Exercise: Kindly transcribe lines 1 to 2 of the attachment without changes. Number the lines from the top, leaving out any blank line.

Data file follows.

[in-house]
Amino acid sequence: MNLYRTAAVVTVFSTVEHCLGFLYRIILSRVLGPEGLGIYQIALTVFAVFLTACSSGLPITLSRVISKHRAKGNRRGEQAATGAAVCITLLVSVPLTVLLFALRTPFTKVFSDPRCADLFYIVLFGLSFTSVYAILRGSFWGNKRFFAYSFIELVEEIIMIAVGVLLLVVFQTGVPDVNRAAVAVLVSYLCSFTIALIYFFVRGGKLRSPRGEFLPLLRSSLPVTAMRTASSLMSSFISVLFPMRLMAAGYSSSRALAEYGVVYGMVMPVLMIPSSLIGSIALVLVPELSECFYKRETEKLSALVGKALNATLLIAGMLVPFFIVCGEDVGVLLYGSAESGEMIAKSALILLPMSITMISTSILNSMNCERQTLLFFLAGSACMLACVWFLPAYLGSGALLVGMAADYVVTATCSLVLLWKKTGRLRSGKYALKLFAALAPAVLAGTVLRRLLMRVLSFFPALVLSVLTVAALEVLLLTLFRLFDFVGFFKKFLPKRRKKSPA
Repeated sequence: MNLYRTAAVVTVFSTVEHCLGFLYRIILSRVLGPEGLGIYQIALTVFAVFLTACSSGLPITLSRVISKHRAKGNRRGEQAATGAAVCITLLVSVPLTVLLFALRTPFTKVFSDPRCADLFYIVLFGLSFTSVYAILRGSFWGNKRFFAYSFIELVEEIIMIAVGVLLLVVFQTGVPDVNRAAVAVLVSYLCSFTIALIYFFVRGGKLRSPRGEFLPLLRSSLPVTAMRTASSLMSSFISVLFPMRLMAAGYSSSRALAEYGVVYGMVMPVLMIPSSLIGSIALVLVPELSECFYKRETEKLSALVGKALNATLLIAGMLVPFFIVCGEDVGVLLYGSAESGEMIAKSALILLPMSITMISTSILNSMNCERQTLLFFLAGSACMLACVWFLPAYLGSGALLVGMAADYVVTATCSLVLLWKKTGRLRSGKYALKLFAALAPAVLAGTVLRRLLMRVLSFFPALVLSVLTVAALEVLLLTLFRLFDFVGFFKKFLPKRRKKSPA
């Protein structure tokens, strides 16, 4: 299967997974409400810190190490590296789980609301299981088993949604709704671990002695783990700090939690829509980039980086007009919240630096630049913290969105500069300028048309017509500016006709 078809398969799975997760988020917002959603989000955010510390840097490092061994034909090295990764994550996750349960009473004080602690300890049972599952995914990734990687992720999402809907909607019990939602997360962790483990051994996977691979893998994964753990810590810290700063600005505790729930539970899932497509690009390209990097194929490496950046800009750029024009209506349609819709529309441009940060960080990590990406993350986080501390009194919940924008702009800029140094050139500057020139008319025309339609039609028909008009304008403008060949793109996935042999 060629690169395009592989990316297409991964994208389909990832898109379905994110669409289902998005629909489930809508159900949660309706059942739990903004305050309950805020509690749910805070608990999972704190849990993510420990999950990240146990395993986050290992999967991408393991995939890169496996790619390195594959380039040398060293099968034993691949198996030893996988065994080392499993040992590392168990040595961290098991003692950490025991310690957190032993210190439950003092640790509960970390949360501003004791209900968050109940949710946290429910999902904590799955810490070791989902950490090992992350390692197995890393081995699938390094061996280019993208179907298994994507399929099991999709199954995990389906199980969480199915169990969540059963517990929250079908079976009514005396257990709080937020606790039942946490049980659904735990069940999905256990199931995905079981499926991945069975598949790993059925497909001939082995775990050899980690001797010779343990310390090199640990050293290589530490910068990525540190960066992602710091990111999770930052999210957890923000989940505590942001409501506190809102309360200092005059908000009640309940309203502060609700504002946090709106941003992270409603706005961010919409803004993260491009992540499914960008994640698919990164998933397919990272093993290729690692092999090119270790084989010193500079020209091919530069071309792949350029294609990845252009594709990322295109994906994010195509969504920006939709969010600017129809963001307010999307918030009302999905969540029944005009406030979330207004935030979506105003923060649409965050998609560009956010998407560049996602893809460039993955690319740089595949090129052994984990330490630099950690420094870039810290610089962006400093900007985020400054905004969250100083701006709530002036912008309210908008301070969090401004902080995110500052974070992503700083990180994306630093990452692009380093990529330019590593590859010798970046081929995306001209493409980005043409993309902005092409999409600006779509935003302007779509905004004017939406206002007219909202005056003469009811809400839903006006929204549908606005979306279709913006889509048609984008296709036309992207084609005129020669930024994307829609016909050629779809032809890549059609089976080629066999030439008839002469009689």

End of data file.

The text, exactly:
[in-house]
Amino acid sequence: MNLYRTAAVVTVFSTVEHCLGFLYRIILSRVLGPEGLGIYQIALTVFAVFLTACSSGLPITLSRVISKHRAKGNRRGEQAATGAAVCITLLVSVPLTVLLFALRTPFTKVFSDPRCADLFYIVLFGLSFTSVYAILRGSFWGNKRFFAYSFIELVEEIIMIAVGVLLLVVFQTGVPDVNRAAVAVLVSYLCSFTIALIYFFVRGGKLRSPRGEFLPLLRSSLPVTAMRTASSLMSSFISVLFPMRLMAAGYSSSRALAEYGVVYGMVMPVLMIPSSLIGSIALVLVPELSECFYKRETEKLSALVGKALNATLLIAGMLVPFFIVCGEDVGVLLYGSAESGEMIAKSALILLPMSITMISTSILNSMNCERQTLLFFLAGSACMLACVWFLPAYLGSGALLVGMAADYVVTATCSLVLLWKKTGRLRSGKYALKLFAALAPAVLAGTVLRRLLMRVLSFFPALVLSVLTVAALEVLLLTLFRLFDFVGFFKKFLPKRRKKSPA